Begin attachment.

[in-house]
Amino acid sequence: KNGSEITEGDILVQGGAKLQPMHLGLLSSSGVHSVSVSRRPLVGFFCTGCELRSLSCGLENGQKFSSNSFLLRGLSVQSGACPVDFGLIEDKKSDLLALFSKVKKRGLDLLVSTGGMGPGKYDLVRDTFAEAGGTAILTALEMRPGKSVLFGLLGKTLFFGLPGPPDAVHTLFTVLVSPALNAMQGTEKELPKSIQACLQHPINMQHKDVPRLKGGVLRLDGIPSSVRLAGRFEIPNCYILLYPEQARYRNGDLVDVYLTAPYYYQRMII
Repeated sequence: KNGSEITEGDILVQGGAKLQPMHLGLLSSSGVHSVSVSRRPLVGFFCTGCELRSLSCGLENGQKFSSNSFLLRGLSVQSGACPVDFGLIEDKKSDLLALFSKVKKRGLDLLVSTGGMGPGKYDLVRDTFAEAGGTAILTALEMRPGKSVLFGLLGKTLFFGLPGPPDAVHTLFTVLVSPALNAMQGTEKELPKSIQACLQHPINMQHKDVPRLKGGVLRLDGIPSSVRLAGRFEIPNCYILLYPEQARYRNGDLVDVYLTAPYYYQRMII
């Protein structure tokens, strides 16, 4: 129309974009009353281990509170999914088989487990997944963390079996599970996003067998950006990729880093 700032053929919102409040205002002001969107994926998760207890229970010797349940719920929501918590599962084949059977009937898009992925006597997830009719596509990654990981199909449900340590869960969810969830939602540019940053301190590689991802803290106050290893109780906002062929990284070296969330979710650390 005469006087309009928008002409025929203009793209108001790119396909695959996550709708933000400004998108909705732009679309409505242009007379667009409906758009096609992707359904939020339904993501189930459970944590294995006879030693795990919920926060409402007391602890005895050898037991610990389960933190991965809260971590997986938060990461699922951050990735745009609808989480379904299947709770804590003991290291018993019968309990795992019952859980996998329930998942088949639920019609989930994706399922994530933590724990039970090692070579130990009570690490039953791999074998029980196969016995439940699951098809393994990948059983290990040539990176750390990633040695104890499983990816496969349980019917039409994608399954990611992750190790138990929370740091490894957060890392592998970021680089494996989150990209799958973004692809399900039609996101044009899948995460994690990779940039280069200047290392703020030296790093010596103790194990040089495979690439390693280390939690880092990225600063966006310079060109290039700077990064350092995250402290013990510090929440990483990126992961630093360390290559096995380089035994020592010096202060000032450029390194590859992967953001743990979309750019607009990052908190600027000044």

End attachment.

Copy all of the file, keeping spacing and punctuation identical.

[in-house]
Amino acid sequence: KNGSEITEGDILVQGGAKLQPMHLGLLSSSGVHSVSVSRRPLVGFFCTGCELRSLSCGLENGQKFSSNSFLLRGLSVQSGACPVDFGLIEDKKSDLLALFSKVKKRGLDLLVSTGGMGPGKYDLVRDTFAEAGGTAILTALEMRPGKSVLFGLLGKTLFFGLPGPPDAVHTLFTVLVSPALNAMQGTEKELPKSIQACLQHPINMQHKDVPRLKGGVLRLDGIPSSVRLAGRFEIPNCYILLYPEQARYRNGDLVDVYLTAPYYYQRMII
Repeated sequence: KNGSEITEGDILVQGGAKLQPMHLGLLSSSGVHSVSVSRRPLVGFFCTGCELRSLSCGLENGQKFSSNSFLLRGLSVQSGACPVDFGLIEDKKSDLLALFSKVKKRGLDLLVSTGGMGPGKYDLVRDTFAEAGGTAILTALEMRPGKSVLFGLLGKTLFFGLPGPPDAVHTLFTVLVSPALNAMQGTEKELPKSIQACLQHPINMQHKDVPRLKGGVLRLDGIPSSVRLAGRFEIPNCYILLYPEQARYRNGDLVDVYLTAPYYYQRMII
């Protein structure tokens, strides 16, 4: 129309974009009353281990509170999914088989487990997944963390079996599970996003067998950006990729880093 700032053929919102409040205002002001969107994926998760207890229970010797349940719920929501918590599962084949059977009937898009992925006597997830009719596509990654990981199909449900340590869960969810969830939602540019940053301190590689991802803290106050290893109780906002062929990284070296969330979710650390 005469006087309009928008002409025929203009793209108001790119396909695959996550709708933000400004998108909705732009679309409505242009007379667009409906758009096609992707359904939020339904993501189930459970944590294995006879030693795990919920926060409402007391602890005895050898037991610990389960933190991965809260971590997986938060990461699922951050990735745009609808989480379904299947709770804590003991290291018993019968309990795992019952859980996998329930998942088949639920019609989930994706399922994530933590724990039970090692070579130990009570690490039953791999074998029980196969016995439940699951098809393994990948059983290990040539990176750390990633040695104890499983990816496969349980019917039409994608399954990611992750190790138990929370740091490894957060890392592998970021680089494996989150990209799958973004692809399900039609996101044009899948995460994690990779940039280069200047290392703020030296790093010596103790194990040089495979690439390693280390939690880092990225600063966006310079060109290039700077990064350092995250402290013990510090929440990483990126992961630093360390290559096995380089035994020592010096202060000032450029390194590859992967953001743990979309750019607009990052908190600027000044």